County moves ahead with regional center despite sheriff’s concerns
Recommendations concerning the Regional Fire Communications Facility ignited debate Tuesday between Sheriff Bill Brown and the Santa Barbara County Board of Supervisors.
But despite the sheriff’s objections, the board unanimously approved the facility, which was supported by fire chiefs attending the meeting at the County Administration Building in Santa Barbara.
The meeting also featured the Commission for Women Annual Report and the 2021-2022 First Quarter Budget Update.
The Regional Fire Communication facility is an expansion upon the existing Emergency Operations Center, which will redirect emergency calls in order to optimize which first responders to dispatch.
The cost of the facility is $11 million with estimated annual operating costs of $4.9 million.
“Cooperation and regionalism is really significant,” Supervisor Joan Hartmann said about the facility. “It’s the most important part of the project.”
While the county’s fire chiefs suggest this will have a positive effect on response times, Sheriff Brown objected to the project for financial and interpersonal reasons.
“All calls would have to be transferred to fire and EMS,” Sheriff Brown told the board, speaking remotely. “Having a consolidated dispatch center was a key ingredient to the exemplary handling of these collaborative events.”
Sheriff Brown also disagreed with the significant costs of the project.
But the board responded positively to the Communications Facility during the following discussion.
“This is much bigger than a turf battle,” said Supervisor Das Williams. “This is about how we can get there with the closest available resource as rapidly as possible.”
“There have been opportunities to do things differently and collaborate, and those opportunities weren’t taken by the Sheriff’s Department,” Supervisor Gregg Hart told the board. “They were taken by the Fire Department, and that’s why every single fire chief is here today in solidarity with this plan.”
The board followed the County Fire Department’s recommendation and approved the facility unanimously.
County Fire Chief Mark Hartwig told the board that construction would take place under a tentative 30-month timeline.
The board additionally moved forward with Proposed Certificates of Participation Financing and the Adoption of a Reimbursement Resolution for several capital projects.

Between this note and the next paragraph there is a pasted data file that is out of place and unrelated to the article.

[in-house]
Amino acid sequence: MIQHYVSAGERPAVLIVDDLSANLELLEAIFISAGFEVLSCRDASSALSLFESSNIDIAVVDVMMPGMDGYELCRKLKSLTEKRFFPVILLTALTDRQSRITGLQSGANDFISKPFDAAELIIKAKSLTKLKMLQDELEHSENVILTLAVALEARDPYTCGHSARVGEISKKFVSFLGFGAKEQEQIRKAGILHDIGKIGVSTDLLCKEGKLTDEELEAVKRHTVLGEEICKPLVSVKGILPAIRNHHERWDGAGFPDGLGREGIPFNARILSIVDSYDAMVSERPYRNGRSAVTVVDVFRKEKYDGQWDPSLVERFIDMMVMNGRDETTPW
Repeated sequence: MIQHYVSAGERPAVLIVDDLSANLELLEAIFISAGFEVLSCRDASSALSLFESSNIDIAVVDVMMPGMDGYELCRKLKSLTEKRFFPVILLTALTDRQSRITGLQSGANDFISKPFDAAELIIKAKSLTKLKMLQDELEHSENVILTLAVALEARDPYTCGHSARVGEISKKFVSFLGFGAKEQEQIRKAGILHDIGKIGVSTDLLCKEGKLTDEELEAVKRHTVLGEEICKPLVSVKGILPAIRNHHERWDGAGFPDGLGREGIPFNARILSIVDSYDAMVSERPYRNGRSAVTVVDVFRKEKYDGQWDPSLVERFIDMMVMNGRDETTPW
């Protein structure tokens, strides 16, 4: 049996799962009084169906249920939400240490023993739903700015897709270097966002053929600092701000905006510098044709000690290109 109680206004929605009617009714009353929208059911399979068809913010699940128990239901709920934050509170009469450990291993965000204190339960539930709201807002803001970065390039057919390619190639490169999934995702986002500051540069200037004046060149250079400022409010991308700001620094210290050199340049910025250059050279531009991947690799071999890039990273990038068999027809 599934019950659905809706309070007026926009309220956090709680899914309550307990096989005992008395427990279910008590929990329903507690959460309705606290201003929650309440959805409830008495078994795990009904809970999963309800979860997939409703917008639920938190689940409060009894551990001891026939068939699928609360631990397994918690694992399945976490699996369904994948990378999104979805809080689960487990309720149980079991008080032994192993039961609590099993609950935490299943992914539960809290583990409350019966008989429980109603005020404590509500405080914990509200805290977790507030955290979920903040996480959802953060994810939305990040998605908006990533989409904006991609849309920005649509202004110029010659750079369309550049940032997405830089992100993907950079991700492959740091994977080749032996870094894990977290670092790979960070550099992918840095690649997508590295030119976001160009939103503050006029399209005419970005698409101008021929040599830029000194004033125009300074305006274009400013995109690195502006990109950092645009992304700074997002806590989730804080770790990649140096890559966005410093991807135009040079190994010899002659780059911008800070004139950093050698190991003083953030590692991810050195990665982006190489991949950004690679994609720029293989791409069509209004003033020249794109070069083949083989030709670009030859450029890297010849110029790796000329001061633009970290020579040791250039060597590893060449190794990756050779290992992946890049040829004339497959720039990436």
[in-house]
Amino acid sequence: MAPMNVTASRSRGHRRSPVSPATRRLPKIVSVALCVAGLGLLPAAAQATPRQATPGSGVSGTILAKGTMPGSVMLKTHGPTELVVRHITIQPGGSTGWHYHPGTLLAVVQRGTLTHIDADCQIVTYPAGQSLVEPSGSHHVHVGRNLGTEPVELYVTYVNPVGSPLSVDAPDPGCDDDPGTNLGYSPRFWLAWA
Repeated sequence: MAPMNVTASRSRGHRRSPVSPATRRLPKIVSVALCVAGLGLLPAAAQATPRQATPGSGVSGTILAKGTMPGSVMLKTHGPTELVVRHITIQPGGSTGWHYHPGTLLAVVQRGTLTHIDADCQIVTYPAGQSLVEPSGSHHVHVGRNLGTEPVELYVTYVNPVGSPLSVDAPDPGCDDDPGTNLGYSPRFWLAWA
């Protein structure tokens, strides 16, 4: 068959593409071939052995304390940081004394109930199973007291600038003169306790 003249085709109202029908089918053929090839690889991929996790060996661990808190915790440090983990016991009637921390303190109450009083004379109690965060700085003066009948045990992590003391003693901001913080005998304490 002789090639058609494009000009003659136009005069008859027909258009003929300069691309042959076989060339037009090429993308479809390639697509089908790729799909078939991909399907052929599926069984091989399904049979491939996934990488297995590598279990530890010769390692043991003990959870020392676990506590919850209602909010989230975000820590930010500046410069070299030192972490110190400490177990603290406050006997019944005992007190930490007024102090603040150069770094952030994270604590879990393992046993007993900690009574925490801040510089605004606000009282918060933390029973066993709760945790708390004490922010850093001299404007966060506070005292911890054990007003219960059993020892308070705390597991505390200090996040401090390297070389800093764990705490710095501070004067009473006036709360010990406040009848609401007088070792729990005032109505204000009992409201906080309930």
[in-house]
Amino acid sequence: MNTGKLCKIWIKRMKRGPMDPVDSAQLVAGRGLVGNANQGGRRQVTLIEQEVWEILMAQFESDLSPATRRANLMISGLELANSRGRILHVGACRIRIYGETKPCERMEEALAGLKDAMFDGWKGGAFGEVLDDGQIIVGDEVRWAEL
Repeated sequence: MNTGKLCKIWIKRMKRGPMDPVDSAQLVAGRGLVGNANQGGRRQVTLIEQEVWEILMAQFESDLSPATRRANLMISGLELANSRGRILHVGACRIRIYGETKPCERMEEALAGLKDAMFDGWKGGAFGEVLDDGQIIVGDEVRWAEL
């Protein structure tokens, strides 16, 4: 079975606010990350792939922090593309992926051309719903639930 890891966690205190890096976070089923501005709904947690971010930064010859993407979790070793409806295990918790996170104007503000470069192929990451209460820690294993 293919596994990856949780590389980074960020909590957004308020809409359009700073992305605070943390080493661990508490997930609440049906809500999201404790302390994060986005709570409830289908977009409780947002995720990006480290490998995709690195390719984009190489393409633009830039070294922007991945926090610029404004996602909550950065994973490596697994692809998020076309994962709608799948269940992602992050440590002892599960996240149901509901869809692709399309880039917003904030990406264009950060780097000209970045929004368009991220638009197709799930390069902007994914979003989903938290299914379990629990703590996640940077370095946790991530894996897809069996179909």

The six projects include the Main Jail rehabilitation, a Public Safety Radio Network Replacement, Cachuma Lake RV Park Renovations, the Probation Headquarters Project, the Regional Fire Communication Center and the Fire Station 27 Rebuild in Cuyama.
The combined cost of the projects is around $95 million.
The board unanimously moved forward with these projects and agreed to a reimbursement resolution, which declares the county’s intent to reimburse project expenditures incurred prior to debt issuance.
“We’re tackling big projects in the County and we’re tackling $100 million more,” noted Supervisor and Chair Bob Nelson. “We’re continuing to put a commitment as a Board towards infrastructure.”
The board also had a brief overview of the First Quarter Budget of 2021-2022.
The general fund has a projected $3.1 million of positive variance — in other words, more money than expected — driven almost entirely by probation at $1.8 million and general revenues at $1.6 million.
Conversely, the Sheriff’s Office has a projected negative variance — or less money than expected — of -$1.2 million. This number is a result of legislative changes and overtime costs throughout this year.
In other business, several representatives for the county Commission for Women shared the panel’s highlights from the past year during its annual report to the Board of Supervisors.
The commission noted several examples of community outreach including public gatherings and marches, the distribution of the film “Pass the Mic” and administration of COVID-19 personal protection equipment.
“We were very fortunate with our connections to Good360 this year to give away masks to farm workers,” Commission for Women Chair Alison Wales told the board. “The Women’s Commission tried to get out there and provide for organizations that could not provide for themselves.”
The Board of Supervisors expressed its appreciation to the commission for its report and service this past year.
“It’s always a pleasure when we hear a report back about the things that you’re doing,” Supervisor Hart said. “You aren’t deterred by the challenges of the moment and the adaptations necessary to continue the work.”
Supervisor and Vice Chair Joan Hartmann additionally voiced her support saying, “You really are active and our eyes and ears in the community, and I really appreciate what you’re doing.”